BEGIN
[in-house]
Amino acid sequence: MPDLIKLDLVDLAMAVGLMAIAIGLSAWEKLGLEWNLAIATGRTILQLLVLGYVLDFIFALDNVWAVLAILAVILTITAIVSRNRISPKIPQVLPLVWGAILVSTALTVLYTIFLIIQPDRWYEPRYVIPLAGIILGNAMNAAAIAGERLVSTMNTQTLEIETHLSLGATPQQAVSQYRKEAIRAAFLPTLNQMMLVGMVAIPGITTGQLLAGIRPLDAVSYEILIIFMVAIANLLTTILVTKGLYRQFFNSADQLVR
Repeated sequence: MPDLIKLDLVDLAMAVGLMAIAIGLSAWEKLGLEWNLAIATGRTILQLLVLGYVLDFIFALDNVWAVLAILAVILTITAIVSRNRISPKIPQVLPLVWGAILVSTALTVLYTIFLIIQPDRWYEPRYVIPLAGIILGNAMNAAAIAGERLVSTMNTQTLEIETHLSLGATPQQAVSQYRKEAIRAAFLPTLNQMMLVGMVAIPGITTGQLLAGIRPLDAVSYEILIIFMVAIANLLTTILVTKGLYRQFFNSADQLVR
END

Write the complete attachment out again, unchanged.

[in-house]
Amino acid sequence: MPDLIKLDLVDLAMAVGLMAIAIGLSAWEKLGLEWNLAIATGRTILQLLVLGYVLDFIFALDNVWAVLAILAVILTITAIVSRNRISPKIPQVLPLVWGAILVSTALTVLYTIFLIIQPDRWYEPRYVIPLAGIILGNAMNAAAIAGERLVSTMNTQTLEIETHLSLGATPQQAVSQYRKEAIRAAFLPTLNQMMLVGMVAIPGITTGQLLAGIRPLDAVSYEILIIFMVAIANLLTTILVTKGLYRQFFNSADQLVR
Repeated sequence: MPDLIKLDLVDLAMAVGLMAIAIGLSAWEKLGLEWNLAIATGRTILQLLVLGYVLDFIFALDNVWAVLAILAVILTITAIVSRNRISPKIPQVLPLVWGAILVSTALTVLYTIFLIIQPDRWYEPRYVIPLAGIILGNAMNAAAIAGERLVSTMNTQTLEIETHLSLGATPQQAVSQYRKEAIRAAFLPTLNQMMLVGMVAIPGITTGQLLAGIRPLDAVSYEILIIFMVAIANLLTTILVTKGLYRQFFNSADQLVR